### Summary

This lesson is Part 3 of "Journey of the Isolated Variable," a four-part lesson series on solving different types of equations. In this lesson, students will build on the equation-solving knowledge they gained in Parts 1 and 2 in order to solve literal equations.

### Essential Question(s)

How do I rearrange a multi-variable equation to isolate a specific variable?

### Snapshot

**Engage**

Students contribute to a class-created word cloud about equations.

**Explore**

Students solve equations they already know how to solve and then compare them with literal equations.

**Explain**

Students follow a flowchart to solve literal equations.

**Extend**

Students work with peers to complete a collaborative handout.

**Evaluate**

Students respond to a Muddiest Point prompt to identify any remaining questions or confusion about literal equations.

### Materials

Lesson Slides (attached)

Literal Equations Exploration handout (attached; one per student)

Extend handout (attached; one per student)

Flowchart (attached; one per student)

Muddiest Point handout (attached; one half-sheet per student)

Chromebooks or student devices with internet access

### Engage

Introduce the lesson using the attached **Lesson Slides.** Display **slide 3 **to share the lesson’s essential question: *How do I rearrange a multi-variable equation to isolate a specific variable?* Display **slide 4 **to go over the lesson’s learning objective. Review these slides with students to the extent you feel necessary.

Go to **slide 5**. Students will complete a Collaborative Word Cloud using Mentimeter. Students will go to menti.com, enter your generated code, and answer the following prompt: *What are words you associate with equations?* As students enter their words, display the word cloud for students to see how the words grow when other students enter the same word.

Go to **slide 6**. Have a class discussion on what students notice about the word cloud.

### Explore

Display **slide 7**. Pass out the attached **Literal Equations Exploration** handout to each student.

Have students work in pairs to complete the handout. Students will solve multi-step equations with one variable and literal equations with four variables, using the same operations to see how they compare. In each equation, students will solve for *x* by explaining the steps they will take to isolate *x*, which terms they can simplify (if any), and their final solution in terms of *x = __*.

Go to **slide 8**. Have a class discussion on what students noticed about the pairs of equations.

### Explain

Display **slide 9**. Pass out the attached **Flowchart** to each student if they do not already have a copy.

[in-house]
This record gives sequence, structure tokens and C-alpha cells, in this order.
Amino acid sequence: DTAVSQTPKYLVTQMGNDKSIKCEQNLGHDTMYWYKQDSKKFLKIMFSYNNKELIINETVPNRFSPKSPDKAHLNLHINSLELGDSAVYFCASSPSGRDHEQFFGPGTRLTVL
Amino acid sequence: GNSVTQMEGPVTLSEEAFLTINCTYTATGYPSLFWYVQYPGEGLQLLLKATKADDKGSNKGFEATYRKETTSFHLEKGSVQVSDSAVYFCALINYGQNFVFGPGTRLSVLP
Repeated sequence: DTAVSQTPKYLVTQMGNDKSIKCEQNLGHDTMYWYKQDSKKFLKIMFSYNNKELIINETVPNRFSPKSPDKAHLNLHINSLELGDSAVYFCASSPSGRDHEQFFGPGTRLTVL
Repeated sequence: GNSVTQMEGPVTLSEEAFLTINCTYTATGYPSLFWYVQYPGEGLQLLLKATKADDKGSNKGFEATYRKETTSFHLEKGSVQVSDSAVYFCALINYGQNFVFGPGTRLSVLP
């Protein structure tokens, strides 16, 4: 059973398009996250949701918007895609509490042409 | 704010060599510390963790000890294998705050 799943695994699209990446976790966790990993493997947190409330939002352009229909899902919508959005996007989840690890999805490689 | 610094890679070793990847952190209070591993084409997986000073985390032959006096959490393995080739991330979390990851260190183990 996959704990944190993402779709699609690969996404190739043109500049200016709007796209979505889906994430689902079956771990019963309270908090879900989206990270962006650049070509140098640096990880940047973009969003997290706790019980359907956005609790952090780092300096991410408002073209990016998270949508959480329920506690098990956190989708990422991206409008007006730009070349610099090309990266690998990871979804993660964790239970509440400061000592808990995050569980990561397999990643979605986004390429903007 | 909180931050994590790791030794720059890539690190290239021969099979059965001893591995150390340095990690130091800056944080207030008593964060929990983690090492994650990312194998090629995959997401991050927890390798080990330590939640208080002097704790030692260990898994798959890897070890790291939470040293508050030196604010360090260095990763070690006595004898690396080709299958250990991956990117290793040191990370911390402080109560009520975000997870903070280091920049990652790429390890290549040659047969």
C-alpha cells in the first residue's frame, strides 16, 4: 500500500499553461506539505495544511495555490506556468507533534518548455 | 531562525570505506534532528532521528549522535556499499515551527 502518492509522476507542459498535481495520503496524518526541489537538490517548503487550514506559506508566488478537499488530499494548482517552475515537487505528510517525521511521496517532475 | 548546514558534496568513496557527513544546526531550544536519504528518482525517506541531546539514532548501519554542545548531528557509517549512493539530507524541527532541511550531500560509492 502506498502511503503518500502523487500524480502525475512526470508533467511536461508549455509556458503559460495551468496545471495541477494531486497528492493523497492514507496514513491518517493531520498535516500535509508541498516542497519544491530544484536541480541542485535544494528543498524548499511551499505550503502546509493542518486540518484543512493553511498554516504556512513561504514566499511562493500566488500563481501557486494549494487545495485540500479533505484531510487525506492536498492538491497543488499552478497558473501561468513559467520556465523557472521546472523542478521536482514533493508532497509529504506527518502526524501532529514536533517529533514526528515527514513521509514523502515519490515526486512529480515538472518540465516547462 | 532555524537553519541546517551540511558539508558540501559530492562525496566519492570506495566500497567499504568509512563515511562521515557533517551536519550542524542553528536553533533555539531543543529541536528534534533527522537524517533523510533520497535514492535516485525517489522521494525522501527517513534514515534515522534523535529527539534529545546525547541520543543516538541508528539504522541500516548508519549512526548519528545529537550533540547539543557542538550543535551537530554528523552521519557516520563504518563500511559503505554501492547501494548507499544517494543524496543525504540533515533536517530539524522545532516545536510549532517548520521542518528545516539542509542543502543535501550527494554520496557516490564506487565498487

Ask students what they notice about the flowchart. Students should realize the steps for solving a one-variable equation are the same as they are for solving a multi-variable equation. Explain to students that, because solving literal equations follows the same steps as solving one-variable equations, they can use the same flowchart they used in the Part 2 lesson.

Display **slide 10**. Using the equation on the slide and the flowchart steps, teach students how to follow the steps to solve a literal equation. The first example will be easier for them.

Go to** slide 11** for another example of a literal equation. As students begin to comprehend the steps of solving literal equations while using the flowchart as a guide, introduce harder problems such as the examples provided on **slides 12–14**. Feel free to add, delete, or modify the equations to best fit students' needs.

Display **slide 15**. This slide provides a word problem example that uses a specific formula. Students will solve the formula for a specific variable in the first part of the problem. Then, they will use their new formula to obtain an answer to the second question.

### Extend

Display **slide 16**. Pass out the attached **Extend** handout to each student. Instruct students to walk around the room to find someone who can solve each problem on their handout.

Make sure students understand that they *must* get their problems solved in order from 1–10. This will allow students to solve a variety of problems on their peers' handouts—e.g., once a student has solved Problem 1 on a classmate's handout, they can't solve the same problem for anyone else. After a student solves a problem, have them write or sign their name in the box to claim that problem as theirs.

### Evaluate

Display **slide 17**. Pass out a half-sheet card from the attached **Muddiest Point** handout to each student. Have students use the Muddiest Point strategy to answer the following questions: *What are you still confused about? In other words, what remains the "muddiest point" about literal equations for you?*

Students will respond on their cards with what they think was the most confusing point of the lesson. Their responses will give you a frame of reference for discussing remaining misconceptions and moving forward.

### Resources

K20 Center. (n.d.). Collaborative Word Clouds. Strategies. https://learn.k20center.ou.edu/strategy/b30762a7557ba0b391f207f4c60119f6

K20 Center. (n.d.). Muddiest Point. Strategies. https://learn.k20center.ou.edu/strategy/baee4e90c5fa1a7060ca04dd8b003a81